new idea of DHT heater supply - diyAudio
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Old 14th February 2005, 09:23 PM   #1
kekso22 is offline kekso22  Germany
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Default new idea of DHT heater supply

Heaters for direct heated triodes can be DC or AC (50/60Hz).
AC is often used because of more linaerity and more lifeness, but it also modulates the input signal with the line frequency and its harmonics.
DC is prefered to eliminate the hum on the output, but loads the cathode unsymetrically.
I have a new idea which I will try in my next design: single stage AD1 or 2A3 (I do not know if this is really new, maybe somebody has it already done).
Why not use AC without hum?!
The idea is to use a high frequency powered heater above the audible band, lets say about 200 - 500KHz. A simple oscillator and a full bridge motor driver IC can do the job. Devices like
National LMD18201 or
ST L6202 should do it.
What do you think about it? All ideas appreciated

Thanks Emil
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Old 14th February 2005, 10:32 PM   #2
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Everything is worth trying at least once I guess.. I try hard to eliminate sources of rf interference from my amps rather than introduce them though.
The problem with rf noise is that although you can't hear it, the tubes in your amp are more than capable of operating at those frequencies.
At higher frequencies screening is much more difficult to acheive as wiring and components make quite good aerials.

I have played with switchmode power supplies in transistor amps - the result is usually good but not great. Fine detail is compromised and there's a hardness to the sound which you don't get with a linear supply. I suspect you might get similar results here.

Good luck - I would be interested to know how it all turns out if you go ahead with the design
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Old 15th February 2005, 12:38 AM   #3
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Hi,

Jim Hagerman of Hagtech is working on a similar supply for DHT's.
So far I think he's working on something in the region of 50KHz.

What I'm wondering about is that, as far as the tube is concerned, the higher you push the pulse frequency of that heater supply the more it's going to look as if it's a DC supply, isn't it?

Cheers,
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Old 15th February 2005, 12:40 AM   #4
EC8010 is offline EC8010  United Kingdom
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Hmm, or do I mean screee? If you apply a 200kHz sine wave (don't let's even think about square waves) across the cathode of a DHT, any imbalance of capacitances will mean that you are driving a grounded grid stage from the cathode. Thing is, grounded grid stages have lots of bandwidth because Miller efect isn't an issue. Imbalances in the output transformer (almost a certainty at that frequency) mean that you will modulate the HT supply. Which will have non-zero impedance at 200kHz...

I see where you're coming from regarding 50/60Hz problems, but going to RF won't be a cure-all. You'll have all sorts of RF problems to solve because of the hidden imperfections of real components. I'm not an RF whizz, so I don't consider that to be easy.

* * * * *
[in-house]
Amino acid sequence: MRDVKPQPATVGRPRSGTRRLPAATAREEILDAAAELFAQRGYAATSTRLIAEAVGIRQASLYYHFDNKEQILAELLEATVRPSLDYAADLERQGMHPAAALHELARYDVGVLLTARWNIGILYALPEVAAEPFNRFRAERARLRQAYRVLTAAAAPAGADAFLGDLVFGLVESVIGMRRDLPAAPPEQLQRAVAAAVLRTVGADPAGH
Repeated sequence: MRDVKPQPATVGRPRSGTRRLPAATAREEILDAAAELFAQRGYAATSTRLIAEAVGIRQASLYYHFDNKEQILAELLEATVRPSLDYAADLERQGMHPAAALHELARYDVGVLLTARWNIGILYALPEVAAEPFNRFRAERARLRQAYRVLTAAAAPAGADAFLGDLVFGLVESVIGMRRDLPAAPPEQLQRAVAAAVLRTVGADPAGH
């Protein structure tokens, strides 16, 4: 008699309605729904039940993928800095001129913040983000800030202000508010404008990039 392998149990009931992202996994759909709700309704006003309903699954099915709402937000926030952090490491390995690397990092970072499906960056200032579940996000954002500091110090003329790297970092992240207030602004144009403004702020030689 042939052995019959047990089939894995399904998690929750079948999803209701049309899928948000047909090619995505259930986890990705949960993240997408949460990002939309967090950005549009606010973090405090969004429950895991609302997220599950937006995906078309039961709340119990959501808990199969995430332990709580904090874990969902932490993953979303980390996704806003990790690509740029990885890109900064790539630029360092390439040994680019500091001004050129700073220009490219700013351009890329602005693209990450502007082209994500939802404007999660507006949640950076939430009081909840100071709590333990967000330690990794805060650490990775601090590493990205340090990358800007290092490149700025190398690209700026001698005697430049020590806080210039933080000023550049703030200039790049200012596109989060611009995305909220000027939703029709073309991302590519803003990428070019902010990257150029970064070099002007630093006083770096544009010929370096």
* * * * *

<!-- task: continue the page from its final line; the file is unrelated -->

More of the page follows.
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Old 15th February 2005, 06:00 AM   #5
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Quote:
I do not know if this is really new, maybe somebody has it already done.

It has been done many times. I find the idea daft but many diyers seem happy with the result so there probably is something in it

Ultrasonic Heaters
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Old 15th February 2005, 06:12 AM   #6
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I agree with EC8010. If you're a good RF angineer and have some decent measuring facilities, then it might be possible to make it work really well. But I don't think it will be plug-n-play and each individual amp installation might need to be tweaked to make it work to it's best.
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Old 15th February 2005, 09:52 AM   #7
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I don't see what the problem with DC is?

If you use two equal valued resistors to connect each side of the cathode to the circuit, provided they are low enough, this should not be a problem. Ok the resistors may have to be a higher wattage, but there is plenty of heat in a valve amplifier anyway, so what's a little more heat?
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Old 15th February 2005, 10:10 AM   #8
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Quote:
Originally posted by real
I don't see what the problem with DC is?
A hatred of silicon?
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Old 15th February 2005, 10:21 AM   #9
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Quote:
A hatred of silicon?

NOt necessarily

A Japanese gentleman has come up with nice DC heaters for his 300B amp
Attached Images
File Type: jpg 300b tube rect heater.jpg (40.7 KB, 1126 views)
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Old 15th February 2005, 10:31 AM   #10
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"A Japanese gentleman has come up with nice DC heaters for his 300B amp"

A mercury vapor rectifier in the filament supply? A little strange.
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